Leor Weinberger calls it hijacking the hijacker.
In his lab at the Gladstone Institutes, he’s developed a technique for harnessing stray bits of HIV – a virus that infects and ultimately kills immune cells – and using them to attack the virus itself.
His work, still preliminary and untested in animals or humans, is part of what some scientists are calling a “renaissance” in viral therapy. Giant advances in our understanding of how viruses work and how they can be manipulated have led to a growing field of research in using them to fight some of the world’s deadliest diseases.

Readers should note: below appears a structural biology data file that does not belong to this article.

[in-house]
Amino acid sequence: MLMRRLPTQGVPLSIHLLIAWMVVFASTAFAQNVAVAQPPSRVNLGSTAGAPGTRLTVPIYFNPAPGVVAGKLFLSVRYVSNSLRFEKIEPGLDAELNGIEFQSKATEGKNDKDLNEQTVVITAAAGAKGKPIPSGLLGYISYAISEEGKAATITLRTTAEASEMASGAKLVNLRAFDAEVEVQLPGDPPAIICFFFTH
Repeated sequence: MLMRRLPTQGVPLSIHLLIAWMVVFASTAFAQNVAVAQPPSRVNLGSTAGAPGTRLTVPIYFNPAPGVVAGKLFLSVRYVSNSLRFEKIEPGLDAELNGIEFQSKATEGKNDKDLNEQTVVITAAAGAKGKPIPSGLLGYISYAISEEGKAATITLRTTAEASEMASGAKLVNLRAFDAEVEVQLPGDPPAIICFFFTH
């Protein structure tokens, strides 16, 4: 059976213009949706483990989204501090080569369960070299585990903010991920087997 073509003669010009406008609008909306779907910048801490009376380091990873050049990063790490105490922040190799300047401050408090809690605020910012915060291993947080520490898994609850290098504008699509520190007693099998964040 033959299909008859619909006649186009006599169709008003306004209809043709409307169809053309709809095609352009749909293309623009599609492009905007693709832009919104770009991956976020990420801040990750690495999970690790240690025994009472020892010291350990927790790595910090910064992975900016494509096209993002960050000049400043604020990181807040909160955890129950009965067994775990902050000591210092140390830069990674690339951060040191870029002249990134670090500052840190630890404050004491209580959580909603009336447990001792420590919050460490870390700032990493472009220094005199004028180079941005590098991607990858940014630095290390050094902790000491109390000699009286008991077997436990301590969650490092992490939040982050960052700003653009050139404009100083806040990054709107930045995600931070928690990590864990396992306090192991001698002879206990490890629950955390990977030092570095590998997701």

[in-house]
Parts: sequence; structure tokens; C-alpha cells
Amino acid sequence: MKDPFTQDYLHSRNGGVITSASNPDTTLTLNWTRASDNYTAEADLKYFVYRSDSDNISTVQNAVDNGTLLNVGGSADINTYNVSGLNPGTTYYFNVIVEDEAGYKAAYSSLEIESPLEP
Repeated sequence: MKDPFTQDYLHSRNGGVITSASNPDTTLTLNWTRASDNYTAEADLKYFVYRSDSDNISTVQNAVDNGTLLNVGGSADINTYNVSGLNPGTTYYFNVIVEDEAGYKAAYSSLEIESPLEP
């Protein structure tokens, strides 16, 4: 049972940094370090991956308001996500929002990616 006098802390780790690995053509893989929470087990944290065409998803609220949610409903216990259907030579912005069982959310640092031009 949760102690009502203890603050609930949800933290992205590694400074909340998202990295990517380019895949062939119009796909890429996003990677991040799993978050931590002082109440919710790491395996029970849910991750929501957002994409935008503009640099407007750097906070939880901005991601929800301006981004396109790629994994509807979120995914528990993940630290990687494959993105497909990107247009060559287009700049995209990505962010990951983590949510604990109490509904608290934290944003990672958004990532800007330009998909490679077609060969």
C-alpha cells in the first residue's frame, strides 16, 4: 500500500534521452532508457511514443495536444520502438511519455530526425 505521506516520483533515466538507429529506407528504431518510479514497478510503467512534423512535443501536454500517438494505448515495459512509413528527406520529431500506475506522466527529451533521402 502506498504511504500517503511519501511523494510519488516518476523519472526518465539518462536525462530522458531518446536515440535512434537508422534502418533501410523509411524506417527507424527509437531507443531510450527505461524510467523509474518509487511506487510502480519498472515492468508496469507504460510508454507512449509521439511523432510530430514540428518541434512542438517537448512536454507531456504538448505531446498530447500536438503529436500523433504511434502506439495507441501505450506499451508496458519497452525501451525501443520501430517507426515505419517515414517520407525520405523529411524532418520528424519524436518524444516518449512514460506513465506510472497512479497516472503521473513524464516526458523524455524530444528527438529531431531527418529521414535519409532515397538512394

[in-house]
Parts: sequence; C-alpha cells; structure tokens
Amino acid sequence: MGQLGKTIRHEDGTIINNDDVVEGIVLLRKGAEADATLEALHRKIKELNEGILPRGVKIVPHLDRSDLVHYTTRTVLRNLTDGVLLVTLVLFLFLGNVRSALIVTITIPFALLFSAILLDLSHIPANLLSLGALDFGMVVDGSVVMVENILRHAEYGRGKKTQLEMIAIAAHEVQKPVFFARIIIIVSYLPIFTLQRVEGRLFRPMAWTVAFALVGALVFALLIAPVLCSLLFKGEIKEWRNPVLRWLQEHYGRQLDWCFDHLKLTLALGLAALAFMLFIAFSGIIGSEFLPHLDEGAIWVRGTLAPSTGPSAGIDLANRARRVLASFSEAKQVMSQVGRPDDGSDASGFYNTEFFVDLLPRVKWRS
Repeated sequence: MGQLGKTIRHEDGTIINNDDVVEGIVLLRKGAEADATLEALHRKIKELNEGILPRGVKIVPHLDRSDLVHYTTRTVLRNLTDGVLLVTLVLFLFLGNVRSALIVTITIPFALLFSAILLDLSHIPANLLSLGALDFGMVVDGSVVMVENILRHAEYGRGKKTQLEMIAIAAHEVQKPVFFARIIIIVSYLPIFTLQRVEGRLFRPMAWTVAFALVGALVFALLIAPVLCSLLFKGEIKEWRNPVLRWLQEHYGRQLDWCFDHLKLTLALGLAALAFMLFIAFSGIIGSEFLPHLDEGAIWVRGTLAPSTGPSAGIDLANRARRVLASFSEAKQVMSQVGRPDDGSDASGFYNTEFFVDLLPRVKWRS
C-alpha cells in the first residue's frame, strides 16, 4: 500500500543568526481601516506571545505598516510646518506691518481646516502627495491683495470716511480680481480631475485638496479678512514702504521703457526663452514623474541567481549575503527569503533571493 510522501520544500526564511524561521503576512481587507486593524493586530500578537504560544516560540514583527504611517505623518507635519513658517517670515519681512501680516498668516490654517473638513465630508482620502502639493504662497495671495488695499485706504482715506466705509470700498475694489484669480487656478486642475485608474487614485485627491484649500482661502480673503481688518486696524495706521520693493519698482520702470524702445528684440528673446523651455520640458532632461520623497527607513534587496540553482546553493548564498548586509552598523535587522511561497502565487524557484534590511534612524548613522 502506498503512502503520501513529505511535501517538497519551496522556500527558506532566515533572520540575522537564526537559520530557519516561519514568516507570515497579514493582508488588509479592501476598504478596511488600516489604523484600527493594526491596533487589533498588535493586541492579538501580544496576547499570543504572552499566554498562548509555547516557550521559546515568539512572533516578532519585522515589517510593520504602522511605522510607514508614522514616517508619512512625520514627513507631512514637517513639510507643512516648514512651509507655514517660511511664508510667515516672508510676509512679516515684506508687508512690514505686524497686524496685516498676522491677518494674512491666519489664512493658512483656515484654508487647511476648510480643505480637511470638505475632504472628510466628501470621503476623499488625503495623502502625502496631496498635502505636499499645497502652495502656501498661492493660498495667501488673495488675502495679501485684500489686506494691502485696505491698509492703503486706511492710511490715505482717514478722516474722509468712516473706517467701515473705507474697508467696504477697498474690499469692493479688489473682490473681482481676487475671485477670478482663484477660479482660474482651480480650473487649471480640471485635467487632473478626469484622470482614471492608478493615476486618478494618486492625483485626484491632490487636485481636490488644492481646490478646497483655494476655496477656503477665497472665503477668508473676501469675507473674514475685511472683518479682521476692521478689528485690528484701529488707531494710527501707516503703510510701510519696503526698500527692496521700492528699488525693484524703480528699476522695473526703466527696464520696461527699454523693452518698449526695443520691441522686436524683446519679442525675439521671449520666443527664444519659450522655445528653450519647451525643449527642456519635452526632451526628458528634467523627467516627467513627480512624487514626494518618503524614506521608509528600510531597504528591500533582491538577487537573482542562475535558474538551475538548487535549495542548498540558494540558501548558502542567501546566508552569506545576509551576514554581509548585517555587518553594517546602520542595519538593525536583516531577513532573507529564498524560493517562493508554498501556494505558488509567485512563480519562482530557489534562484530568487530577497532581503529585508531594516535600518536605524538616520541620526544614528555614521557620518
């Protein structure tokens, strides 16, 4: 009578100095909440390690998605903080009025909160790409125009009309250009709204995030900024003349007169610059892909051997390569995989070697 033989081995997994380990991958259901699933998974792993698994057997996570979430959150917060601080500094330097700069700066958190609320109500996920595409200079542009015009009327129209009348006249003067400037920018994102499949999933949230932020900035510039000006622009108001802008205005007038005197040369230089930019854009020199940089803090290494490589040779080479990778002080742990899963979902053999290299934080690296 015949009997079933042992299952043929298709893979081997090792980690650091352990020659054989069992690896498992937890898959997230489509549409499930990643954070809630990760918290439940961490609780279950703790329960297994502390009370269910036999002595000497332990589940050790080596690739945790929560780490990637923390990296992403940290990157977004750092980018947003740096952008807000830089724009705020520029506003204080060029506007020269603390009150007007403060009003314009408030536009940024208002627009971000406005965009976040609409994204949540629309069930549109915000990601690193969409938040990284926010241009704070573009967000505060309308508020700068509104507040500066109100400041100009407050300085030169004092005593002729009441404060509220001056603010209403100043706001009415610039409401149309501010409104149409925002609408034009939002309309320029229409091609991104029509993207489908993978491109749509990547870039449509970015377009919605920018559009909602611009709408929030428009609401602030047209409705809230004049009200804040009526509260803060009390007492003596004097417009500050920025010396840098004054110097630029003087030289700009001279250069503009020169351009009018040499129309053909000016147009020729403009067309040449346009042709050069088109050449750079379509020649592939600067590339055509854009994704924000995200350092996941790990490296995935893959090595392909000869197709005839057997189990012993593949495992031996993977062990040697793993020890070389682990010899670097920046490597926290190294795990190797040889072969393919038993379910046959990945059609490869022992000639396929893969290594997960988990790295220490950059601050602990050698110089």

“We’re building a therapy for HIV, because that’s what we are experts in, but we believe this is not just HIV-specific,” said Weinberger, an associate investigator at Gladstone.